But history has some very pointed observations about the use of mercenaries, observations that are pertinent now, today, this very moment. Mercenaries have existed for a long time, and being a hireling soldier, rather than a conscript, has even been respectable in some times and places (ancient Greece, for instance--Xenophon was accompanying 10,000 Greek mercs in Cyrus's army when they were trapped in enemy territory after their employer was killed in the battle. Hiring out as a soldier was quite respectable for Greeks of that day, as it was for Swiss soldiers later.) There's nothing new about mercenaries, or about the dangers they pose to their employers.
All military forces are dangerous. If they aren't dangerous, they're useless (they can be useless *and* dangerous, but that's another topic.) Once you give a lot of young people lethal weapons, and teach them to use those weapons, you've got a social element that can damage your own society as well as those of your enemies. And among the group will be a few whose personal psychology thrives on adrenalin--on danger--and those few can easily be a problem.
The safest military is a regular army (using the term generally--it's true of any branch) in a society that is committed to a rule of civilian law, with the members of that military representing a range of opinions and types found there. Such a military, composed of citizens loyal to the ideals of that society--to the rule of law, to the belief that civilians are competent and should be in charge--is less likely to attempt to seize power than any other. The larger the fraction of the population that serves, or has served, in such a military, and the more thoroughly the military culture is imbued with the ideals of the civilians, the safer it is. (Still not "safe"...but safer.)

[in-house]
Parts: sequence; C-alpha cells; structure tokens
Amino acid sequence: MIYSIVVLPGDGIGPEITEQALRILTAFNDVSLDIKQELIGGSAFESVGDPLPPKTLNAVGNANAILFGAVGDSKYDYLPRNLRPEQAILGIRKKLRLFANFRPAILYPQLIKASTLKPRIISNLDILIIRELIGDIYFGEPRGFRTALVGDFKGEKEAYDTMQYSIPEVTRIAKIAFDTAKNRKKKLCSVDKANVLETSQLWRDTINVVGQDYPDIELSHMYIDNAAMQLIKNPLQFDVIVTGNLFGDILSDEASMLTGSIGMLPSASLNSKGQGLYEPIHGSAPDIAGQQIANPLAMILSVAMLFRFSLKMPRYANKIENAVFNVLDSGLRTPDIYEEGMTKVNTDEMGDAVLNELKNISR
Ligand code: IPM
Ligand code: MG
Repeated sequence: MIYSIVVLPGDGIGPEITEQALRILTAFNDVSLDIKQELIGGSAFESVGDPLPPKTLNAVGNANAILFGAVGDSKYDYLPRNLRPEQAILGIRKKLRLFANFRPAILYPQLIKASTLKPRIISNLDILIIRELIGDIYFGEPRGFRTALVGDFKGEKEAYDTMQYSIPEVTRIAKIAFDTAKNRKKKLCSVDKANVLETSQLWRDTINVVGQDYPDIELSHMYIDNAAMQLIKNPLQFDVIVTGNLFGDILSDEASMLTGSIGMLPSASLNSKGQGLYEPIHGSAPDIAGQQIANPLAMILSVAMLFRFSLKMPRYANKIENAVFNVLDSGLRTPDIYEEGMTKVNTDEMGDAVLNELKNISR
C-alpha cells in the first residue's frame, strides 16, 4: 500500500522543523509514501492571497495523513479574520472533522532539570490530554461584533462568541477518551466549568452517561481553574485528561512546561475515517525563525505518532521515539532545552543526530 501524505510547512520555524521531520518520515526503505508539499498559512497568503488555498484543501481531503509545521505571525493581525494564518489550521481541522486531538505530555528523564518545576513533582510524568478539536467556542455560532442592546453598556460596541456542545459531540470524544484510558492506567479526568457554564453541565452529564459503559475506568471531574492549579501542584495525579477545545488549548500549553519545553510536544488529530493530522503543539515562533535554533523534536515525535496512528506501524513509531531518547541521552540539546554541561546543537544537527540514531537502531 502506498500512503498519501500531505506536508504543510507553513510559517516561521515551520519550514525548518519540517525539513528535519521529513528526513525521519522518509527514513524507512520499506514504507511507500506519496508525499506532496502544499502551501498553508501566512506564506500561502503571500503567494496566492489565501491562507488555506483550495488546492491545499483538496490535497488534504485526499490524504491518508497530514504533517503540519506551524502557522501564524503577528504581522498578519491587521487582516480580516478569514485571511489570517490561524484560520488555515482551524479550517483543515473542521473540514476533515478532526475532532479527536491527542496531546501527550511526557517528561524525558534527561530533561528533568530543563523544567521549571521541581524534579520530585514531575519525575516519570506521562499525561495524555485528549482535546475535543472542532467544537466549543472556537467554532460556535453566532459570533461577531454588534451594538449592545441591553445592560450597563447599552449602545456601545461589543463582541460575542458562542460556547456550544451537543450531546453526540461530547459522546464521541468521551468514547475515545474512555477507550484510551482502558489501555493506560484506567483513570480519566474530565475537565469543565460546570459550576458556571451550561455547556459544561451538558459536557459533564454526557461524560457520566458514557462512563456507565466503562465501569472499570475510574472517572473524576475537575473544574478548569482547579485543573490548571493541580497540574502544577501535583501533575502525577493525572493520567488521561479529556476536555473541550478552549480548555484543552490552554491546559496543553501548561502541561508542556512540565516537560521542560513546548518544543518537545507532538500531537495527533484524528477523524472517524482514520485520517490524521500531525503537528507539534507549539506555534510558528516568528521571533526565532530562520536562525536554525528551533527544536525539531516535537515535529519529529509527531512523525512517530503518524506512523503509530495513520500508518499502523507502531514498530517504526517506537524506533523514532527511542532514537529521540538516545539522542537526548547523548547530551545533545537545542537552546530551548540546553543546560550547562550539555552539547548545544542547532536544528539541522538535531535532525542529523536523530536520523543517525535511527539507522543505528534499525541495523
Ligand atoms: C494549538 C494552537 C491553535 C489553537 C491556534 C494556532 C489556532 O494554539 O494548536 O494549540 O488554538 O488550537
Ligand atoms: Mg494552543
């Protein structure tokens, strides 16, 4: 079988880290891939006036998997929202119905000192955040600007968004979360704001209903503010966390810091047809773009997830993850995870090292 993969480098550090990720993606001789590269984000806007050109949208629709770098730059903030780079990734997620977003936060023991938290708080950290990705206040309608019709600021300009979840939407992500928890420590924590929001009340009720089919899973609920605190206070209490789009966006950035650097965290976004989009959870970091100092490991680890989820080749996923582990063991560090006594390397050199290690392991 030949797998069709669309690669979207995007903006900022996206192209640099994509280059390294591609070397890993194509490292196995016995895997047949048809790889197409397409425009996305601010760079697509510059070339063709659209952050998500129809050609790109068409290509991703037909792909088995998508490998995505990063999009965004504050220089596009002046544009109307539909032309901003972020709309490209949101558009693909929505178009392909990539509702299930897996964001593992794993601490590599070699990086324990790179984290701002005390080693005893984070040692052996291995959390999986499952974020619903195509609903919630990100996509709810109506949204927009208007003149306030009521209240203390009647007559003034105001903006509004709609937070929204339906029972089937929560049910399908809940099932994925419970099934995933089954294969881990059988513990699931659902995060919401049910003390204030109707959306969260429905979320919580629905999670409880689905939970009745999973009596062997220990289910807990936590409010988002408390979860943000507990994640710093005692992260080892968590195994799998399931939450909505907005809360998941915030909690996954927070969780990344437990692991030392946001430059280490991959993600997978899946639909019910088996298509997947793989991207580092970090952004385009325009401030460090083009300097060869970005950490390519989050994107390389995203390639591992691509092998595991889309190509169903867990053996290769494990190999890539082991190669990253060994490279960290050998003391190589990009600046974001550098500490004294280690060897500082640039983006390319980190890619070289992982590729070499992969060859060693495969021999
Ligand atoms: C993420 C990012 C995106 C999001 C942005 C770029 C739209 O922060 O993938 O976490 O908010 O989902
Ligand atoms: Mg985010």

The most dangerous, throughout history, is the mercenary army whose members include a mix of soldiers from many other armies (and thus no unifying values aside from those necessary for war), whose loyalty is to its own commander (even if not called a commander--a CEO, a boss) when that commander's ideals are not in concert with those of the hiring party. Mercenaries thrive on war, and go hungry in peace. It is to their advantage for wars to exist (the same is not true of national armies, which can thrive in peace to the extent their governments keep paying the bills. Politicians may fret that the military is just sitting around costing them money, but the professional national military is commonly quite happy to have no war.) It is to mercs' advantage for there to be "incidents" and "insurgencies"--it justifies their pay, and their pay needs justification. Because they often have to go from war to war to stay solvent, mercs tend to have more combat experience than most regular soldiers--more wars in more places fighting different enemies. They know more tricks of the trade.
For mercs to stay bought, they need to be paid well; hirers who run out of money (and this has happened at various times throughout history) may find that their mercs are now someone else's mercs, or at the least their mercs have decided to take their pay out in looting the city/state/country that hired them. History shows that it's unwise to assume mercs retain loyalty their place of birth, or any real loyalty to their employers: their loyalty is to their group's leader, and that leader's standards determine the group's standards. Even mercs who are paid fully and on time may decide they want more and have the power to take it; mercs who are more experienced and better equipped than the official indigenous military force have done just that. Military coups can be made--have been made--by mercenary commanders (see the history of the Italian city-states and the condittieri.)